Ukip will disestablish the Church of England
To all those Christians - including the many thousands who daily frequent His Grace's blog - who were considering voting Ukip in the imminent Euro elections (or next year's General Election), pause your fervour.
Nigel Farage has spent many years stroking your troubled forehead and luring you into believing that he and his party understand your concerns about the systematic erosion of our Judaeo-Christian heritage and the perpetual political diminution of Christian moral values. Indeed, he has said:
“We need a much more muscular defence of our Judaeo-Christian heritage. Yes, we’re open to different cultures but we have to defend our values. That’s the message I want to hear from the Archbishop of Canterbury and from our politicians. Anything less is appeasement of the worst kind.”Cristina Odone herself was impressed:
Yet he speaks not as a defender of the faith — he ventures to church only four or five times a year — but of “our identity”.And His Grace was attentive:
..“We have,” he says, “some very mixed values”. These include the “betrayal” of the family. “This has been the most anti-family government we have ever seen. The very fact that they pushed for gay marriage, and thought that it was important at a time when not even Stonewall was campaigning for it, shows you their twisted sense of priorities.” He is “100 per cent” supportive of stay-at-home mothers.
There are votes here. Thousands upon thousands upon thousands of them. Very many Christians across the denominations feel betrayed by the main political parties: their "identity" is being systematically assaulted, and the occasional invitation to No10 for prominent vicars, bishops and leading Christian commentators no longer quite cuts it.Or maybe he's not.
..While religion can play a role in promoting moral conduct, there is no longer agreement on which institutions are morally capable of implementing the rules of justice. Some secularising "modernisers" repudiate the idea that the Christian religion can any longer be a unifying force for Britain, but it must be observed that it has bequeathed to us our system of laws, administration of justice and our understanding of liberty. Only Ukip seems to understand and appreciate this.
Carry on, Nigel. You're doing God's work.
To the chagrin of some, His Grace has long been of the opinion that same-sex unions are a matter for the state and that religious groups ought to be free to decide for themselves whether to bless them or not. He is of the view that continuing opposition to this development is futile: that the battle is lost, and the development irreversible. Marriage is now ontologically distinct from Holy Matrimony, and we must get used to the new context and definition. His Grace therefore agrees with (and welcomes) Nigel Farage's "U-turn" on this: it is absurd for a mainstream party to pledge to dissolve thousands of legally-contracted unions. It is not only absurd; it would be a manifest injustice. There is a conservative argument to be made for such unions, and, indeed, a theological one. We may not all agree with either reasoning, but equality has become an immutable and infallible social doctrine, and Christians ought to adopt the vernacular lest they end up speaking Greek.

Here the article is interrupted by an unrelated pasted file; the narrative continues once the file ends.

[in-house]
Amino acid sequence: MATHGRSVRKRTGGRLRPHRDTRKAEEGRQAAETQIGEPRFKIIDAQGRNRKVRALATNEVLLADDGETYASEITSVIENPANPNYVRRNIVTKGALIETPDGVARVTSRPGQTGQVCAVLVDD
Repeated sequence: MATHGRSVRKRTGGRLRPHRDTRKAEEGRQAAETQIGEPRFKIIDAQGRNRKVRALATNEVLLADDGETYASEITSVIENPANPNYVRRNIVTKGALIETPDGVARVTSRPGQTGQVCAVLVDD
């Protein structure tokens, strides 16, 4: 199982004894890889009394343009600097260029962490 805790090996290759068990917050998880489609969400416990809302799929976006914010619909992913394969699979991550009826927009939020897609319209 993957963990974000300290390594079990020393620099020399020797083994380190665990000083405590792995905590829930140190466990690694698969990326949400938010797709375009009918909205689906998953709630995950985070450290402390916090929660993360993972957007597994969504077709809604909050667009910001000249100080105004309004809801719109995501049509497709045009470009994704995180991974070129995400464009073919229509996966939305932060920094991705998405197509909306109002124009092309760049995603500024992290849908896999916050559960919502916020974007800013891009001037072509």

But Farage has now gone further. According to the Telegraph, he has announced that the traditional Christian wedding ceremony "should be stripped of its legal status". He suggests that "couples who want to wed in church should have to undertake two ceremonies, one recognised by the state and one a religious ceremony."
As the Telegraph notes, this would be a "French-style reform", and follows a similar demand from LibDem Justice Minister Simon Hughes. Both make an appeal for what would effectively be the disestablishment of the Church of England. Farage said: "We propose an augmentation of the civil partnership awarding it equal status to marriage and enabling it to be available to all. We would rather the legal and religious endorsements of wedlock are separate.”
This is, of course, the policy throughout most of the secular European Union. Indeed, Farage is harmonising Ukip policy to the EU norm. It is the essence of the French ‘laïcité’, which has no easy translation into English: it is not quite ‘secularism’ - as frequently defined by the clericalism it opposes - but more a term for the separation of church and state. Intrinsic to it are various Enlightenment notions of liberté, including freedom of thought, conscience, expression and religion. And it is predicated upon the post-Enlightenment settlement of the division between the private realm of spiritual belief and the public realm of political policy. Laïcité is a founding principle of the French Constitution, which states in its First Article: ‘La France est une République indivisible, laïque, démocratique et sociale.’
Far from offering a "muscular defence of our Judaeo-Christian heritage", Ukip now offers a notion of ‘positive secularism’, and Farage is going much further along the route toward disestablishment than any other political leader, including self-declared atheists Nick Clegg and Ed Miliband. Ukip, which was wont to parade itself as Defender of the Faith, now seeks the separation of church and state while generously and condescendingly creating space within the public realm for religion. Under their benevolent aegis, one may be married in a castle, golf club or hot-air balloon. But if you wish to marry in a church, your service of Holy Matrimony must be followed (or preceded) by a 'neutral' secular ceremony of égalité for légalité.
Thus does Nigel Farage and Ukip embrace EU enlightened secularism, to the manifest detriment of our Judaeo-Christian tradition and heritage.
There were votes here. Thousands upon thousands upon thousands of them. This announcement will do Ukip far, far more damage than one eccentric councillor who blamed the floods on gay marriage.